Fires affect plants directly, by injury and mortality, and indirectly, by changing resource availability.Fire can cause dramatic and immediate changes in vegetation, eliminating some species or causing others to appear where they were not present before the fire. While many trees are killed by total defoliation following a fire, some can re-sprout from epicormic buds, which are buds positioned beneath the bark.
 Fire Effects on AnimalsThe most direct effects of fire on animals are habitat changes caused by fire influence faunal populations and communities much more profoundly than fire itself. Fires often cause a short-term increase in productivity, availability, or nutrient content of wildlife foods. These short-term increases in wildlife foods, in turn, contribute to increases in populations of some animals. These increases are moderated by the animals’ ability to thrive in the altered, often simplified, structure of the postfire environment.
 Types of Forest Firefuels.There are three different types of wildland fires, each with varying intensity.
 Ground FiresGround fires burn on the ground or below ground vegetation.These are normally caused by lightning and burn on the forest floor in the humus layer (the dead organic matter on the floor such as leaves) down to the forest's soil.They are best controlled by digging trenches or "firelines" down into the mineral soil layer, which cannot burn. When the fire reaches the fireline, it is starved of fuel and extinquishes itself.
 Surface FiresSurface fire is the most common type of forest fire and burns along the forest floor and tend to move quicker.It require more manpower and equipment. Portable water backpacks and pumps (where a water supply is available), and firebreaks are the preferred methods. These can be very labour-intesive methods except in instances where machinery is available to clear bush for the firebreaks.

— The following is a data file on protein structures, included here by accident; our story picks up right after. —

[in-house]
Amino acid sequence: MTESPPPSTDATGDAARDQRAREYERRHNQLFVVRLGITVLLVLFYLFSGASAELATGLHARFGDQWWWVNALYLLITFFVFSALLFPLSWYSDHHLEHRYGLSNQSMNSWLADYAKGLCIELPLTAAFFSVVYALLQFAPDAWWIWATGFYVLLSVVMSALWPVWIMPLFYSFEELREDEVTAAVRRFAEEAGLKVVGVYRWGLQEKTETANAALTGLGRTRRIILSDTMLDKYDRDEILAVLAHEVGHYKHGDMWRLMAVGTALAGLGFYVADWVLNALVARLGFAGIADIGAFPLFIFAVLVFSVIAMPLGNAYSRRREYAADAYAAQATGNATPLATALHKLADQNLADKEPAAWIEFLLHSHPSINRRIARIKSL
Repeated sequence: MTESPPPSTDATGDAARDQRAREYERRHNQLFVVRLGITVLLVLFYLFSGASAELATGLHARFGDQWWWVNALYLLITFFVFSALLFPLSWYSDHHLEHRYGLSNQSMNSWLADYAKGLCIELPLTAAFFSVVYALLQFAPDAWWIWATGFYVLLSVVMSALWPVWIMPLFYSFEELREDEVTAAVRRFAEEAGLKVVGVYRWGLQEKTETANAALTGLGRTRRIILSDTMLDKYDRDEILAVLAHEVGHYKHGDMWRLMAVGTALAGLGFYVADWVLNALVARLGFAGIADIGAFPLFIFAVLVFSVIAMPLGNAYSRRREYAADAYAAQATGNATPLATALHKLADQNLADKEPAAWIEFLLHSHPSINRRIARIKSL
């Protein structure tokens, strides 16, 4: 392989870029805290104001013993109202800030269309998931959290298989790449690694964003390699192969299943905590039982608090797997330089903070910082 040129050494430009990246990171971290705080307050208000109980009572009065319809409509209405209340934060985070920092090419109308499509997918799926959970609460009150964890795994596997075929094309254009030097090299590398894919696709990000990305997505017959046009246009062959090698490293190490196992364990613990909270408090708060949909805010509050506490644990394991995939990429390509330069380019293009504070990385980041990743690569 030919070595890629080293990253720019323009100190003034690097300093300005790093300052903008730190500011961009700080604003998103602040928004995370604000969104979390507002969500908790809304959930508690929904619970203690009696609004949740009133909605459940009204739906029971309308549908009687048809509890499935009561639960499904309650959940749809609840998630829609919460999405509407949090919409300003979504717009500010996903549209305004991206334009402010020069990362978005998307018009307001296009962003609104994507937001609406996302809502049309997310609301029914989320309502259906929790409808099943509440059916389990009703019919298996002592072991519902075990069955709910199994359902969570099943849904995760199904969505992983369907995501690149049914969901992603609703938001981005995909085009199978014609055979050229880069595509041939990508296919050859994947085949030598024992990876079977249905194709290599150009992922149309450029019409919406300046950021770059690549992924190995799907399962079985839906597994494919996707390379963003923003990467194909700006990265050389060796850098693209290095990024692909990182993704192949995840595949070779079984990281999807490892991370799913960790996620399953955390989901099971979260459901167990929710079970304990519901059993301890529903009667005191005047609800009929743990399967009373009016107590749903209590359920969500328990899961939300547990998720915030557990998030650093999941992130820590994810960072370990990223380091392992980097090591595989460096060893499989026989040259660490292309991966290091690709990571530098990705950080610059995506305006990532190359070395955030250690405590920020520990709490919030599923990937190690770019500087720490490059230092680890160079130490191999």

Crown Fires
Crown fires are most dangerous and spread the fastest. They occur in the tops of the trees where fire can "jump" from crown to crown, often jumping over firebreaks. Crown fires in extremely windy conditions have been known to jump rivers and even lakes.Fighting crown fires usually calls for extreme measures, generally calling for aerial bombing with water or fire retardant chemical.
 Preventive MeasuresToo much of wildfires can cause significant damage to the ecosystem.So we must take necessary preventive measures to avoid such losses.Fire prevention measures include the prevention before a fire breaks out and the measures for reducing the damage of a forest fire after it breaks out.
- Periodic burning of vegetation can also be helpful in maintaining diversity of species. This would also be effective in regulating the amount of surface fuel, which in turn would prevent the spread of a forest fire to a vast area.
- Humans are responsible for most forest fires and thus the first step in prevention should be informing, educating and mobilizing citizens about the risks of forest fires. Education should begin at school and continued with several campaigns, seminars, information brochures, tv-shows and commercial spots in the media.
- There should be proper statistics that predict the probability of fire in certain areas helping in the immediate response.
- Strategically placed watchtowers for the purpose of detecting fires.
- In case of fire they are used to provide immediate water.
- Wireless communication between the Forestry Department and the workers of Forest inspection, that contribute in the prevention and extinguishment of fires.
- We human beings could also play an important role by behaving more responsibly and not leaving behind any source of ignition in the forest or woods that we visit.
Forest has been of great importance to mankind since prehistoric days.There is a huge economical value of forest in our lives.It makes our environment healthy and beautiful.In addition, the forest provides shelter for wildlife, recreation and aesthetic renewal for people, and irreplaceable supplies of oxygen and soil nutrients.We must do our every possible efforts to save forests from any hazards and try to make our environment healthy and green.